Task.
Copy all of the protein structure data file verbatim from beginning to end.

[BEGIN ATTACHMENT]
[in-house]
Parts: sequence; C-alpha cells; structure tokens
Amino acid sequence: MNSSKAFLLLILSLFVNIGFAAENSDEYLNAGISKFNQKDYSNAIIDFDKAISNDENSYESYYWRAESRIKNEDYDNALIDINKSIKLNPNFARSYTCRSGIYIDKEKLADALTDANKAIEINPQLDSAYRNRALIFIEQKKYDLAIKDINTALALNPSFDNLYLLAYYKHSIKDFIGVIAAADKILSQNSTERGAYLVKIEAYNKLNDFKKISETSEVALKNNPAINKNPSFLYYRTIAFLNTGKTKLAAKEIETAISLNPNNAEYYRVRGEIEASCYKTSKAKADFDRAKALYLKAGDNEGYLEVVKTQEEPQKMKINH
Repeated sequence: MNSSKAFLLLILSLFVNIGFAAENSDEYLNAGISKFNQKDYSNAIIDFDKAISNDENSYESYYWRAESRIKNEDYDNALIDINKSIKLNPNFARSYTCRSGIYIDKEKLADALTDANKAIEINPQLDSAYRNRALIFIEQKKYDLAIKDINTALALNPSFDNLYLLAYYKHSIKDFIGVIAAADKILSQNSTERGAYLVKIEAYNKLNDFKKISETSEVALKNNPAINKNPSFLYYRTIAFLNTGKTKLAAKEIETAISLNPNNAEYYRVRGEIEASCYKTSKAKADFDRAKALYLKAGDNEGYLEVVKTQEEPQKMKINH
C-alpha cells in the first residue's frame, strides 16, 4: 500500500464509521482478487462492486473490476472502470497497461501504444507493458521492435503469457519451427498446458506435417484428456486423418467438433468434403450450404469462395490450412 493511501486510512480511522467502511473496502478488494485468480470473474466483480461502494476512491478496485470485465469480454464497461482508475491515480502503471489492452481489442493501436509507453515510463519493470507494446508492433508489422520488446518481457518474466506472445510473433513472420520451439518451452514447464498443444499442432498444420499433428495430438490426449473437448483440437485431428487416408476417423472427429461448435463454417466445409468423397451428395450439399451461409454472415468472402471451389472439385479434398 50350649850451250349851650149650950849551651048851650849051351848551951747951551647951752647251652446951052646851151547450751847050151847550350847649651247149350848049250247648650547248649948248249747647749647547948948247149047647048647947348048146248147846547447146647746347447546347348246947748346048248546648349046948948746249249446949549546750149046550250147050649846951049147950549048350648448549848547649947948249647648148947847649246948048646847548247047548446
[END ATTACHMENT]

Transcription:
[in-house]
Parts: sequence; C-alpha cells; structure tokens
Amino acid sequence: MNSSKAFLLLILSLFVNIGFAAENSDEYLNAGISKFNQKDYSNAIIDFDKAISNDENSYESYYWRAESRIKNEDYDNALIDINKSIKLNPNFARSYTCRSGIYIDKEKLADALTDANKAIEINPQLDSAYRNRALIFIEQKKYDLAIKDINTALALNPSFDNLYLLAYYKHSIKDFIGVIAAADKILSQNSTERGAYLVKIEAYNKLNDFKKISETSEVALKNNPAINKNPSFLYYRTIAFLNTGKTKLAAKEIETAISLNPNNAEYYRVRGEIEASCYKTSKAKADFDRAKALYLKAGDNEGYLEVVKTQEEPQKMKINH
Repeated sequence: MNSSKAFLLLILSLFVNIGFAAENSDEYLNAGISKFNQKDYSNAIIDFDKAISNDENSYESYYWRAESRIKNEDYDNALIDINKSIKLNPNFARSYTCRSGIYIDKEKLADALTDANKAIEINPQLDSAYRNRALIFIEQKKYDLAIKDINTALALNPSFDNLYLLAYYKHSIKDFIGVIAAADKILSQNSTERGAYLVKIEAYNKLNDFKKISETSEVALKNNPAINKNPSFLYYRTIAFLNTGKTKLAAKEIETAISLNPNNAEYYRVRGEIEASCYKTSKAKADFDRAKALYLKAGDNEGYLEVVKTQEEPQKMKINH
C-alpha cells in the first residue's frame, strides 16, 4: 500500500464509521482478487462492486473490476472502470497497461501504444507493458521492435503469457519451427498446458506435417484428456486423418467438433468434403450450404469462395490450412 493511501486510512480511522467502511473496502478488494485468480470473474466483480461502494476512491478496485470485465469480454464497461482508475491515480502503471489492452481489442493501436509507453515510463519493470507494446508492433508489422520488446518481457518474466506472445510473433513472420520451439518451452514447464498443444499442432498444420499433428495430438490426449473437448483440437485431428487416408476417423472427429461448435463454417466445409468423397451428395450439399451461409454472415468472402471451389472439385479434398 50350649850451250349851650149650950849551651048851650849051351848551951747951551647951752647251652446951052646851151547450751847050151847550350847649651247149350848049250247648650547248649948248249747647749647547948948247149047647048647947348048146248147846547447146647746347447546347348246947748346048248546648349046948948746249249446949549546750149046550250147050649846951049147950549048350648448549848547649947948249647648148947847649246948048646847548247047548446